How Do Wild Horses Trim Their Hooves? Top FAQs Answered!

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Last Updated on March 10, 2023

How do wild horses trim their hooves? Our domesticated horses need a farrier trim regularly, so what do wild horses do? Well, it’s simpler than you’d think!

As any horse owner will tell you, horses are sensitive creatures requiring lots of hands-on care. But with wild and feral horses such as the BLM Mustangs gaining more media presence, many people wonder about equine maintenance in the wild. How do wild horses trim their hooves, and are overgrown wild horse hooves a problem? Let’s find out!

Horse Hoof Facts Explained

The hooves of a horse are thick coverings offering protection at the end of the leg and shock absorbency. They encapsulate the last two bones in the horse’s limbs, the pedal bone and coffin bone.

The hooves of a horse are often compared to human fingernails or toenails, but evolution has led to these two structures turning out very differently. While both contain keratin, the hooves of a horse are much tougher and can withstand considerable wear and tear.

Like our fingernails and toenails, hoof tissue continually grows, albeit at a very slow rate. Hoof growth is generated from the coronary band at the top of the hoof, slowly moving downwards as new hoof tissue grows above it. It can take up to 12 months for hoof tissue to move from the top to the bottom of the hoof.

A horse’s hooves are one of the most vital parts of its anatomy – weak hooves or hoof problems can be so severe that they are often life-threatening. Hence our reliance on and appreciation for a good farrier, and the famous saying “No hoof, no horse!”

The hoof

Read more about Best Hoof Supplements For Horses

Why Do Horses Need Their Hooves Trimming?

For many reasons, domesticated horses have very different foot care needs to wild horses. One of these reasons is that selective breeding has led to changes in the hoof shape of horses, some of them not for the better.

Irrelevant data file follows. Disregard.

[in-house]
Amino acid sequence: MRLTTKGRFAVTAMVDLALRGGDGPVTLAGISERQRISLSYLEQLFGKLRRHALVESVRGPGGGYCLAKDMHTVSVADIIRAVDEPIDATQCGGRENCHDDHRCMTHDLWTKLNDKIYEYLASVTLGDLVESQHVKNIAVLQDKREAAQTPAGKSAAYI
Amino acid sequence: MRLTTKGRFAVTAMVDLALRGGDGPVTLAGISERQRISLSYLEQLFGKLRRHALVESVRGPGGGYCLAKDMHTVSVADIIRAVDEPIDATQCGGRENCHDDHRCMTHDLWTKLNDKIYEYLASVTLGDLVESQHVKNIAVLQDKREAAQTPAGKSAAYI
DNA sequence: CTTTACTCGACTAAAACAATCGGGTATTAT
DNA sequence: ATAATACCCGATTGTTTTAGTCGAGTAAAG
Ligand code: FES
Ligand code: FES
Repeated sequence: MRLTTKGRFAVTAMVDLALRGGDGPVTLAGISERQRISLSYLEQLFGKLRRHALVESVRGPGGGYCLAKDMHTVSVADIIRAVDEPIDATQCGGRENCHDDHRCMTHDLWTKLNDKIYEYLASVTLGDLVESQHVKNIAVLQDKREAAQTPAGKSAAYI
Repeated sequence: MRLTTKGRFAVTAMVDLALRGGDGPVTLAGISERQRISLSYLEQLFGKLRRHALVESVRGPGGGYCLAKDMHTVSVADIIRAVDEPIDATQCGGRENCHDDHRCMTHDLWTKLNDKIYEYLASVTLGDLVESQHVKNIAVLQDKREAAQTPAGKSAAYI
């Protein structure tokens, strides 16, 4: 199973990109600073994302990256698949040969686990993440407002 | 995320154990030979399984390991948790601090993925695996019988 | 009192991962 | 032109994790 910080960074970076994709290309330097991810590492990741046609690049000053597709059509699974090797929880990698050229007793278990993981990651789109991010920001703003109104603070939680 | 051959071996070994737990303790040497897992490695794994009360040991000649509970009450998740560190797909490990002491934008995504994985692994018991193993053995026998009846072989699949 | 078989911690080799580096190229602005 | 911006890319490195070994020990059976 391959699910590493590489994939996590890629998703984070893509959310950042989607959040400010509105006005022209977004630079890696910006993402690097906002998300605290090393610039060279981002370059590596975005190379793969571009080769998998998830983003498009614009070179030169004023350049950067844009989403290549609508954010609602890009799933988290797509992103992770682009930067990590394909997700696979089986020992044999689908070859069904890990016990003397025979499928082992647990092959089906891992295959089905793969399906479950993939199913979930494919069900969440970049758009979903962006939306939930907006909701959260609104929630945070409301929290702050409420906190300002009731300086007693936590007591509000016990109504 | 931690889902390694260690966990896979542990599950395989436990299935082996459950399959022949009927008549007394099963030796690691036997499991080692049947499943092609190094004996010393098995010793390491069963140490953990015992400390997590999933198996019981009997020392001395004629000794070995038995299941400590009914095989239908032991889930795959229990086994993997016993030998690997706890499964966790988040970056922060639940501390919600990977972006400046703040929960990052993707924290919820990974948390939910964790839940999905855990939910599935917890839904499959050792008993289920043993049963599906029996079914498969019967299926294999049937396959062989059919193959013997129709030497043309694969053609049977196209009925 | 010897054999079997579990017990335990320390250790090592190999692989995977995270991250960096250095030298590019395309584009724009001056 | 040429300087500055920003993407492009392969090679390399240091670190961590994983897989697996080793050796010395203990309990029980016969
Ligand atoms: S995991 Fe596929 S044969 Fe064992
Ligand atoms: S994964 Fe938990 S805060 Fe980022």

In the wild, it is survival of the fittest – horses prone to hoof issues or improper growth will not survive. Horses are prey animals, and they need to be able to run, escape, and stay on their feet for extended periods for grazing. Survival of the fittest means horses with hoof issues are naturally culled as they will not be able to keep up with the herd. Only animals with strong characteristics that enable survival will go on to reproduce.

When we remove horses from the wild and control the breeding, we are choosing what traits and features get passed down depending on our requirements. Someone may have a horse with persistent hoof problems that are managed with corrective shoeing. Later on in life, at the end of its competitive career, this horse might be used for breeding.

So, we are breeding from horses that may not otherwise survive in the wild, passing on genetic traits that can lead to hoof problems. This means we need to provide regular hoof care to keep our horses sound and free from lameness.

Horses in captivity

The other problem with domesticated horses’ hooves is the way we care for and manage our horses. Horses by nature are not intended to be kept in stalls, turnouts, or even pastures. This goes against their very nature and can affect how well their hooves grow.

In the wild, a horse will travel on average 10-20 miles per day, just to meet food and water requirements! Slow, regular movement helps to maintain the blood supply to the hooves, resulting in strong hoof growth.

When human interference results in horses in captivity, problems arise that would not ordinarily exist. Cribbing, weaving, and other neurotic behaviors are a result of captivity and lack of stimulation.

Many questions are also asked about a wild horse’s ability to tolerate the cold. Again, in nature, horses can move freely. This means they can search out cover and wind blocks in nasty weather conditions. However, a horse in a pasture may not have shelter or even trees. Therefore, the owners may choose to blanket the horse in more severe weather. We remove their options for self-care when in captivity.

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How Do Wild Horses Trim Their Hooves? - Platinum Performance